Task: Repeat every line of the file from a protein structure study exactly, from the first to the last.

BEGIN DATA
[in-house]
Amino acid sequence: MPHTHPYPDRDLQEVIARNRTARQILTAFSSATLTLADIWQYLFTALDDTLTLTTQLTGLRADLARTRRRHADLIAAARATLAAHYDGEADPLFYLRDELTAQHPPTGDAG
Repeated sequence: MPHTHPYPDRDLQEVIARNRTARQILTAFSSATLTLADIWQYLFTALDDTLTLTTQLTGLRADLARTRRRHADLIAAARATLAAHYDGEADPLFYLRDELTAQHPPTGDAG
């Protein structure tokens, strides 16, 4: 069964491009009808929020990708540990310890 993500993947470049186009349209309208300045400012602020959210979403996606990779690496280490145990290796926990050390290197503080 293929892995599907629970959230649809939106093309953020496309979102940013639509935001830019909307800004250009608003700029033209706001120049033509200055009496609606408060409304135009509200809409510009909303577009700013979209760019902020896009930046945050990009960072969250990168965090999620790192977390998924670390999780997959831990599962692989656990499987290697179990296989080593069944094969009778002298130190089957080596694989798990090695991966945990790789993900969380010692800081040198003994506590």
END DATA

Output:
[in-house]
Amino acid sequence: MPHTHPYPDRDLQEVIARNRTARQILTAFSSATLTLADIWQYLFTALDDTLTLTTQLTGLRADLARTRRRHADLIAAARATLAAHYDGEADPLFYLRDELTAQHPPTGDAG
Repeated sequence: MPHTHPYPDRDLQEVIARNRTARQILTAFSSATLTLADIWQYLFTALDDTLTLTTQLTGLRADLARTRRRHADLIAAARATLAAHYDGEADPLFYLRDELTAQHPPTGDAG
């Protein structure tokens, strides 16, 4: 069964491009009808929020990708540990310890 993500993947470049186009349209309208300045400012602020959210979403996606990779690496280490145990290796926990050390290197503080 293929892995599907629970959230649809939106093309953020496309979102940013639509935001830019909307800004250009608003700029033209706001120049033509200055009496609606408060409304135009509200809409510009909303577009700013979209760019902020896009930046945050990009960072969250990168965090999620790192977390998924670390999780997959831990599962692989656990499987290697179990296989080593069944094969009778002298130190089957080596694989798990090695991966945990790789993900969380010692800081040198003994506590």